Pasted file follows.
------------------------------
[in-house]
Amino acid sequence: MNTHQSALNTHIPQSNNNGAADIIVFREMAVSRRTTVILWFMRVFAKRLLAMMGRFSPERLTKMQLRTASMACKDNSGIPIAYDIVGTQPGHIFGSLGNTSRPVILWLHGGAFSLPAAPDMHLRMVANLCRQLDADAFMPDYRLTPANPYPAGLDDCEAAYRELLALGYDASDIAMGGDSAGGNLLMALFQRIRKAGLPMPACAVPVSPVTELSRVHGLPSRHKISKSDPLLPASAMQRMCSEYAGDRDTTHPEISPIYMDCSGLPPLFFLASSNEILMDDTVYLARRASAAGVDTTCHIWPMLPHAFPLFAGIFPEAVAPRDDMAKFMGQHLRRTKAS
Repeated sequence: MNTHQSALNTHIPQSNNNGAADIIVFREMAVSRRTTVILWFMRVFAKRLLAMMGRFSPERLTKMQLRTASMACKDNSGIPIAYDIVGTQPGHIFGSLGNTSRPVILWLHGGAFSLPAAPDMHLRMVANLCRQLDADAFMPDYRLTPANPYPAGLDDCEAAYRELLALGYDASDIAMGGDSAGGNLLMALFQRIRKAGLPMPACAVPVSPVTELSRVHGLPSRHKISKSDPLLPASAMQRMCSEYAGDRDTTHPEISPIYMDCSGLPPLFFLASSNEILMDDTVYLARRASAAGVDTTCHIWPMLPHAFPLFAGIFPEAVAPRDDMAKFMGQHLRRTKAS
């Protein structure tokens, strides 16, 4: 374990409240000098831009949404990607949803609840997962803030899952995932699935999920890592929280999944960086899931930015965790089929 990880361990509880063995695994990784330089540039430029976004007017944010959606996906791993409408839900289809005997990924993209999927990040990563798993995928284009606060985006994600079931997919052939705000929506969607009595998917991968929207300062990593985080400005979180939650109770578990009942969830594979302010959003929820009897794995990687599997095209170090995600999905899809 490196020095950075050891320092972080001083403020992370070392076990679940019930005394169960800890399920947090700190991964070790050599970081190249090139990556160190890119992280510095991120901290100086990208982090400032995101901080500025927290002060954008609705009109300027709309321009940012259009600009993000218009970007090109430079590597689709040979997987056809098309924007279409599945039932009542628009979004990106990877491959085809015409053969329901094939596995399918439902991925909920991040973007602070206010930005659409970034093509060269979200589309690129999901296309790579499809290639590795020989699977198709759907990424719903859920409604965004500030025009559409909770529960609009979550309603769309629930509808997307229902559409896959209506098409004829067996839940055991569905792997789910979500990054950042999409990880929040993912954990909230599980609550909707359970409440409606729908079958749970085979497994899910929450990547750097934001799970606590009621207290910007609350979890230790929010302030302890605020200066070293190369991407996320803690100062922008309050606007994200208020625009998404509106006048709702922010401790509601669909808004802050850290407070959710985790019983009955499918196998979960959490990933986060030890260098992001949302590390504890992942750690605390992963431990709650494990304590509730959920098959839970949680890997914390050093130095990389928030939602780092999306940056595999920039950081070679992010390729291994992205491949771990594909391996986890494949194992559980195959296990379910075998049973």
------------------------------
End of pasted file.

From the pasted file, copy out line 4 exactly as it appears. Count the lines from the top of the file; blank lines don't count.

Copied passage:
């Protein structure tokens, strides 16, 4: 374990409240000098831009949404990607949803609840997962803030899952995932699935999920890592929280999944960086899931930015965790089929 990880361990509880063995695994990784330089540039430029976004007017944010959606996906791993409408839900289809005997990924993209999927990040990563798993995928284009606060985006994600079931997919052939705000929506969607009595998917991968929207300062990593985080400005979180939650109770578990009942969830594979302010959003929820009897794995990687599997095209170090995600999905899809 490196020095950075050891320092972080001083403020992370070392076990679940019930005394169960800890399920947090700190991964070790050599970081190249090139990556160190890119992280510095991120901290100086990208982090400032995101901080500025927290002060954008609705009109300027709309321009940012259009600009993000218009970007090109430079590597689709040979997987056809098309924007279409599945039932009542628009979004990106990877491959085809015409053969329901094939596995399918439902991925909920991040973007602070206010930005659409970034093509060269979200589309690129999901296309790579499809290639590795020989699977198709759907990424719903859920409604965004500030025009559409909770529960609009979550309603769309629930509808997307229902559409896959209506098409004829067996839940055991569905792997789910979500990054950042999409990880929040993912954990909230599980609550909707359970409440409606729908079958749970085979497994899910929450990547750097934001799970606590009621207290910007609350979890230790929010302030302890605020200066070293190369991407996320803690100062922008309050606007994200208020625009998404509106006048709702922010401790509601669909808004802050850290407070959710985790019983009955499918196998979960959490990933986060030890260098992001949302590390504890992942750690605390992963431990709650494990304590509730959920098959839970949680890997914390050093130095990389928030939602780092999306940056595999920039950081070679992010390729291994992205491949771990594909391996986890494949194992559980195959296990379910075998049973």